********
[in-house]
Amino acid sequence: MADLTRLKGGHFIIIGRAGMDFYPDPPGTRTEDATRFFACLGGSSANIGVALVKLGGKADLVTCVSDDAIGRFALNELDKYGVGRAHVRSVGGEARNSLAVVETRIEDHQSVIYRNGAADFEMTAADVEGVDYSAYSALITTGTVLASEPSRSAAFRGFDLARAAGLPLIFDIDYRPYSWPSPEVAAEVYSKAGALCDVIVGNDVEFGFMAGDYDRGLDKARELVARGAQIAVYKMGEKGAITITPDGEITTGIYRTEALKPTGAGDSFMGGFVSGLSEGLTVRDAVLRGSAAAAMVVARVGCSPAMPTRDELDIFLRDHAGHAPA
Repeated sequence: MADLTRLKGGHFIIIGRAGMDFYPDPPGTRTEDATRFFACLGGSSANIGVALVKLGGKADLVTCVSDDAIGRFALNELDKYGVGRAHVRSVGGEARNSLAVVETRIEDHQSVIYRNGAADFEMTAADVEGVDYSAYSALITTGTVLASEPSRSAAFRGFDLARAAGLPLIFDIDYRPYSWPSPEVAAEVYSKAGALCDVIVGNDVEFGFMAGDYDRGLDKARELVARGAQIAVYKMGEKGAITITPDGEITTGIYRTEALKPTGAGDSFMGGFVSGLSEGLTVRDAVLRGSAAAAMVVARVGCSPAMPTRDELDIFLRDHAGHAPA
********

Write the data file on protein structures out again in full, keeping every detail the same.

[in-house]
Amino acid sequence: MADLTRLKGGHFIIIGRAGMDFYPDPPGTRTEDATRFFACLGGSSANIGVALVKLGGKADLVTCVSDDAIGRFALNELDKYGVGRAHVRSVGGEARNSLAVVETRIEDHQSVIYRNGAADFEMTAADVEGVDYSAYSALITTGTVLASEPSRSAAFRGFDLARAAGLPLIFDIDYRPYSWPSPEVAAEVYSKAGALCDVIVGNDVEFGFMAGDYDRGLDKARELVARGAQIAVYKMGEKGAITITPDGEITTGIYRTEALKPTGAGDSFMGGFVSGLSEGLTVRDAVLRGSAAAAMVVARVGCSPAMPTRDELDIFLRDHAGHAPA
Repeated sequence: MADLTRLKGGHFIIIGRAGMDFYPDPPGTRTEDATRFFACLGGSSANIGVALVKLGGKADLVTCVSDDAIGRFALNELDKYGVGRAHVRSVGGEARNSLAVVETRIEDHQSVIYRNGAADFEMTAADVEGVDYSAYSALITTGTVLASEPSRSAAFRGFDLARAAGLPLIFDIDYRPYSWPSPEVAAEVYSKAGALCDVIVGNDVEFGFMAGDYDRGLDKARELVARGAQIAVYKMGEKGAITITPDGEITTGIYRTEALKPTGAGDSFMGGFVSGLSEGLTVRDAVLRGSAAAAMVVARVGCSPAMPTRDELDIFLRDHAGHAPA